Museum of Jewish Art and History in Paris

15 May 2020 | Author/Destination: | Rubric: General, Museums, Exhibitions, Paris

The Emancipation room housing the Dreyfus Archives Fund © Musée d'art et d'histoire du Judaïsme/cc-by-sa-4.0

The Emancipation room housing the Dreyfus Archives Fund © Musée d’art et d’histoire du Judaïsme/cc-by-sa-4.0

The Museum of Jewish Art and History (French: Musée d’Art et d’Histoire du Judaïsme or mahJ) is the largest French museum of Jewish art and history. It is located in the Hôtel de Saint-Aignan in the Marais district in Paris. The museum conveys the rich history and culture of Jews in Europe and North Africa from the Middle Ages to the 20th century. Its fine collection of religious objects, archives, manuscripts, and works of art promotes the contributions of Jews to France and to the world, especially in the arts. The museum’s impressive collections include works of art from Marc Chagall and Amedeo Modigliani. The museum has a bookshop selling books on Jewish art and history and Judaica, a media library with an online catalogue accessible to the public, and an auditorium which offers conferences, lectures, concerts, performances, and seminars. It also provides guided weekly visits in English during the tourist season (April to July) for individuals as well as students and teachers, and workshops for children, families, and adults.   read more…

The Place des Vosges in Paris

15 February 2016 | Author/Destination: | Rubric: General, Palaces, Castles, Manors, Parks, Paris

Place des Vosges © Gryffindor

Place des Vosges © Gryffindor

The Place des Vosges is the oldest planned square in Paris and one of the finest in the city. It is located in the Marais district, and it straddles the dividing-line between the 3rd and 4th arrondissements of Paris. Originally known as the Place Royale, the Place des Vosges was built by Henri IV from 1605 to 1612. A true square (140 m × 140 m), it embodied the first European program of royal city planning. It was built on the site of the Hôtel des Tournelles and its gardens: at a tournament at the Tournelles, a royal residence, Henri II was wounded and died. Catherine de’ Medici had the Gothic complex demolished, and she removed to the Louvre Palace.   read more…

Musée Picasso in Paris

30 December 2015 | Author/Destination: | Rubric: General, Museums, Exhibitions, Paris

Musée Picasso Paris in Hôtel Salé © Pol

Musée Picasso Paris in Hôtel Salé © Pol

The Musée Picasso is an art gallery located in the Hôtel Salé in rue de Thorigny, in the Marais district of Paris dedicated to the work of the artist Pablo Picasso (1881–1973). The hôtel particulier that houses the collection was built between 1656 and 1659 for Pierre Aubert, seigneur de Fontenay, a tax farmer who became rich collecting the gabelle or salt tax (the name of the building means “salted”). The architect was Jean Boullier from Bourges, also known as Boullier de Bourges; sculpture was carried out by the brothers Gaspard and Balthazard Marsy and by Martin Desjardins. It is considered to be one of the finest historic houses in the Marais. The Hotel Salé was selected for the Musée Picasso after some contentious civic and national debate. A competition was held to determine who would design the facilities. The proposal from Roland Simounet was selected in 1976 from amongst the four that were submitted. Other proposals were submitted by Roland Castro and the GAU (Groupement pour l’Architecture et l’Urbanisme), Jean Monge, and Carlo Scarpa. For the most part, the interior of the mansion (which had undergone significant modifications) was restored to its former spacious state.   read more…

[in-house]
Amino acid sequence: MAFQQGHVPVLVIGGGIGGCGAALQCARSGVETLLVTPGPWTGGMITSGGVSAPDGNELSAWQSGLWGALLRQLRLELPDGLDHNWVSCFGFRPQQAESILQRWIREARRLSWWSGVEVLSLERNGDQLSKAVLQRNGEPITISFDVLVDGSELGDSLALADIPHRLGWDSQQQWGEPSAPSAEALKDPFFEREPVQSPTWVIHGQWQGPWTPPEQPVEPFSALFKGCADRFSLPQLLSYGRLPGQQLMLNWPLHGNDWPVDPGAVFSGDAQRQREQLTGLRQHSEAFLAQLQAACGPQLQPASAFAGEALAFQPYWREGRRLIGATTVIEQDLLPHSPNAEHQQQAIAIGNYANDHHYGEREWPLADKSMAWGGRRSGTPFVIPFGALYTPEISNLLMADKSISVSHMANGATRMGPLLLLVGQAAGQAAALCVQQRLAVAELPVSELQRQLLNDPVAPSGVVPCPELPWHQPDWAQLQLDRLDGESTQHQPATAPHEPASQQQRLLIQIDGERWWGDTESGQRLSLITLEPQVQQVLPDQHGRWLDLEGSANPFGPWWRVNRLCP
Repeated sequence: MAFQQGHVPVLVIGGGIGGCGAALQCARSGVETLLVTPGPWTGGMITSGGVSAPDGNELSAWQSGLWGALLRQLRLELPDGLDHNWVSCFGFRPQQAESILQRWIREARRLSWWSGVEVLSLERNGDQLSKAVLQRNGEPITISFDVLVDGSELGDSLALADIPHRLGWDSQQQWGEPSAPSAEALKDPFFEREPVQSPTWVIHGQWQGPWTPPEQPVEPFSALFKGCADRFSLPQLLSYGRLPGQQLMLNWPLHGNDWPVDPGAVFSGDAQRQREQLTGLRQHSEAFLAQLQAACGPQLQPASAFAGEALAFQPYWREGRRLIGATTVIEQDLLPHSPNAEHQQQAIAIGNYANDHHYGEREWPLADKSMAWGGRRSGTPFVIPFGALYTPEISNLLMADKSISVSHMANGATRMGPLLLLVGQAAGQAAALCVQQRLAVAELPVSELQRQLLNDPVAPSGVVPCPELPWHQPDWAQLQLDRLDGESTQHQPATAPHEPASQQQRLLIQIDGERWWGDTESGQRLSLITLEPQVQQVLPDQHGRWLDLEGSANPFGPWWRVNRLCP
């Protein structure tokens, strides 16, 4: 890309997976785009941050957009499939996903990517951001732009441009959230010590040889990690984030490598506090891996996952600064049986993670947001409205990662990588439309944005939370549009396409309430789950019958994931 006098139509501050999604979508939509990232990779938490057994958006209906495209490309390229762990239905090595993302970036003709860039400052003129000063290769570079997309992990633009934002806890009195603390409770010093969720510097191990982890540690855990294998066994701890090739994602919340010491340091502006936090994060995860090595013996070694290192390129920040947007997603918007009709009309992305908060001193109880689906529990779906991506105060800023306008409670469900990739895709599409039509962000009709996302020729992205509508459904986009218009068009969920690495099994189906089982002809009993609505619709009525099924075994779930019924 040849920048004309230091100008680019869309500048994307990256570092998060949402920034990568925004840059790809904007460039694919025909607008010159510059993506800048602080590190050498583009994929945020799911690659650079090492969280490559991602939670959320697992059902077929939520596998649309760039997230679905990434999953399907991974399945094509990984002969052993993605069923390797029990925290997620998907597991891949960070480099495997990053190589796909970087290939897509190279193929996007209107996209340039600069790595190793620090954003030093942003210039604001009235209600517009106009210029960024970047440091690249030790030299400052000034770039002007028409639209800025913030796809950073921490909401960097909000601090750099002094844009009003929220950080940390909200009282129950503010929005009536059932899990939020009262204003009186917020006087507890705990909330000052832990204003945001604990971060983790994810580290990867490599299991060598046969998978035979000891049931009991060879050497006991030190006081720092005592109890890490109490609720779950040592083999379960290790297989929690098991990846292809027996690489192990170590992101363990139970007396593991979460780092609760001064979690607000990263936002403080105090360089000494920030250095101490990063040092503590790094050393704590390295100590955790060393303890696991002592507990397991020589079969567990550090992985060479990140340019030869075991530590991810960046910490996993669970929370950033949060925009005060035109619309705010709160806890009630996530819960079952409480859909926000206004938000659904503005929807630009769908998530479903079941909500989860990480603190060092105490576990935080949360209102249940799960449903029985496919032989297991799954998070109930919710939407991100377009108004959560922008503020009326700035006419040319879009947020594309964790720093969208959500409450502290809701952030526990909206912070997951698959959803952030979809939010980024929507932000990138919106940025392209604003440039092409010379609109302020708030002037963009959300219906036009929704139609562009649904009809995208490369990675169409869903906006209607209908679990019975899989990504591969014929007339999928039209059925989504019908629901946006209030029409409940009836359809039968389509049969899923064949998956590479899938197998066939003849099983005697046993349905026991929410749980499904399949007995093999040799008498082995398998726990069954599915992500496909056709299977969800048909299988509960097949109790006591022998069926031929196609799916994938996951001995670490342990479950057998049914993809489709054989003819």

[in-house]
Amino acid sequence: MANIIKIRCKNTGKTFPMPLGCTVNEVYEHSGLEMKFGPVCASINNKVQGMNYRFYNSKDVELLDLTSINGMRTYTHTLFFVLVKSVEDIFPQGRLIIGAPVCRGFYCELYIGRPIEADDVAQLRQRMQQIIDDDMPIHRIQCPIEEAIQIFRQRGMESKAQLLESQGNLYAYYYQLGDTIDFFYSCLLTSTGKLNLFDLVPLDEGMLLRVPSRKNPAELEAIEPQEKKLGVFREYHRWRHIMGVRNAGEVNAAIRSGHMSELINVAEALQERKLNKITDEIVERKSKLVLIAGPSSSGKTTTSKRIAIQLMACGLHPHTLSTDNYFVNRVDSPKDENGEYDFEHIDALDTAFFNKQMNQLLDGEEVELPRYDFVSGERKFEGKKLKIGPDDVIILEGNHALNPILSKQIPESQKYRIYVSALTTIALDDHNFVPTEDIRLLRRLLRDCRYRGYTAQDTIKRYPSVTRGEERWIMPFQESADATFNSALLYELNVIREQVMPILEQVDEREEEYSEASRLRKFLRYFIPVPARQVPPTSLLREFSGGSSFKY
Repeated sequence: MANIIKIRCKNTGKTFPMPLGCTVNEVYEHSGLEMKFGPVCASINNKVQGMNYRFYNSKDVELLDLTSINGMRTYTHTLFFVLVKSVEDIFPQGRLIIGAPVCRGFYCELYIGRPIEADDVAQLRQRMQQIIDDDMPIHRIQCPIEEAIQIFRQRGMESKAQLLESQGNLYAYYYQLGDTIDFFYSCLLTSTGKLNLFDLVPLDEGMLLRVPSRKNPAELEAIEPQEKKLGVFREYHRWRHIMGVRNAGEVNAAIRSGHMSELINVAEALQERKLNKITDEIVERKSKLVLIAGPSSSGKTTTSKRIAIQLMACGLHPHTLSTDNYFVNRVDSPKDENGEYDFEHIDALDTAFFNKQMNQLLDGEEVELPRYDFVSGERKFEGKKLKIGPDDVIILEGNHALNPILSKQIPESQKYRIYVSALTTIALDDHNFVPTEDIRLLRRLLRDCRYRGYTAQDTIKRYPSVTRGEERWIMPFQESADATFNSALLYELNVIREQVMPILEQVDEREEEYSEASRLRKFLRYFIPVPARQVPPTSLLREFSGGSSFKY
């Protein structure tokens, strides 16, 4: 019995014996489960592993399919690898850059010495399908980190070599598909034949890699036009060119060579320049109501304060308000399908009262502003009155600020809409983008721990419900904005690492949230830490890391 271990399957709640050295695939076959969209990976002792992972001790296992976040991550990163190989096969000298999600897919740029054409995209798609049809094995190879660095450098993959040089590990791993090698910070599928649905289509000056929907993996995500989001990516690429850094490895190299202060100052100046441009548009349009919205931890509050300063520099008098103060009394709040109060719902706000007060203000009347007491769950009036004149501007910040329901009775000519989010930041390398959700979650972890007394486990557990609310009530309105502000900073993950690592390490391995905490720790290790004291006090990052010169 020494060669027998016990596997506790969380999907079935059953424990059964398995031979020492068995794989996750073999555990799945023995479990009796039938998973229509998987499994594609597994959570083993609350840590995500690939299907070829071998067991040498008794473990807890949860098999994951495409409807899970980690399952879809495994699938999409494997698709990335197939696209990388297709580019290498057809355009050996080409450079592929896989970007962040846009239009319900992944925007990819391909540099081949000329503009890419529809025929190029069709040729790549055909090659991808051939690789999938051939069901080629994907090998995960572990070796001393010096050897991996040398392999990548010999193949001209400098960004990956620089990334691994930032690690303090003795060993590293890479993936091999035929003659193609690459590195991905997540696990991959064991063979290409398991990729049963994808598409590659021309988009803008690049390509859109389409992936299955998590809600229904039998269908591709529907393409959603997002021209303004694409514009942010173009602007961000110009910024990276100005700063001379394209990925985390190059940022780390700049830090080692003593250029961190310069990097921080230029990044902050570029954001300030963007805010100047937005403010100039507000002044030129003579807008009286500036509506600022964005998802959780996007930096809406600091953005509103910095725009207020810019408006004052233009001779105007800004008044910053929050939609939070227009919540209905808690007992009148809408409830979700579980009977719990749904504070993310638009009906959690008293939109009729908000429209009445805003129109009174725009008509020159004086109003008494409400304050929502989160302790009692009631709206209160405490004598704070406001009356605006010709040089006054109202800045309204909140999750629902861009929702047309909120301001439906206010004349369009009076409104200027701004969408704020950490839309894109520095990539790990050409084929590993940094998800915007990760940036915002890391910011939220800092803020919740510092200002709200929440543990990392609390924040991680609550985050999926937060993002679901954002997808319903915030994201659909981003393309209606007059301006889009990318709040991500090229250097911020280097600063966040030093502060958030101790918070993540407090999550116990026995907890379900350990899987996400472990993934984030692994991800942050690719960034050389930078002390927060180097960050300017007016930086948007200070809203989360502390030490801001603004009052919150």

Rue des Rosiers in the Marais district

14 October 2015 | Author/Destination: | Rubric: General, Paris

© Abxbay/cc-by-sa-4.0

© Abxbay/cc-by-sa-4.0

The Rue des Rosiers, which means “street of the rosebushes,” is a street in the 4th arrondissement of Paris. It begins at Rue Malher and proceeds northwest across Rue Pavée, Rue Ferdinand Duval, Rue des Écouffes, and Rue des Hospitalières Saint-Gervais before it ends at Rue Vieille du Temple.   read more…

Theme Week Paris – Arrondissement de l’Hôtel de Ville (4th)

19 October 2011 | Author/Destination: | Rubric: General, Palaces, Castles, Manors, Parks, Paris, UNESCO World Heritage

Paris Town Hall © Pol

Paris Town Hall © Pol

Situated on the Right Bank of the River Seine, it is bordered to the west by the 1st arrondissement; to the north by the 3rd, to the east by the 11th and 12th, and to the south by the Seine and the 5th. The 4th arrondissement contains the Renaissance-era Paris City Hall. It also contains the Renaissance square of Place des Vosges, the overtly modern Pompidou Centre and the lively southern part of the medieval district of Le Marais, which today is known for being the gay district of Paris (while the more quiet northern part of Le Marais is contained inside the 3rd arrondissement). The eastern parts of the Île de la Cité (including Notre-Dame de Paris) as well as the Île Saint-Louis are also included within the 4th arrondissement. The 4th arrondissement is known for its little streets, cafés, and shops but is regarded as expensive and congested. It is desirable for those insisting on old buildings and multi-cultural exposure.   read more…

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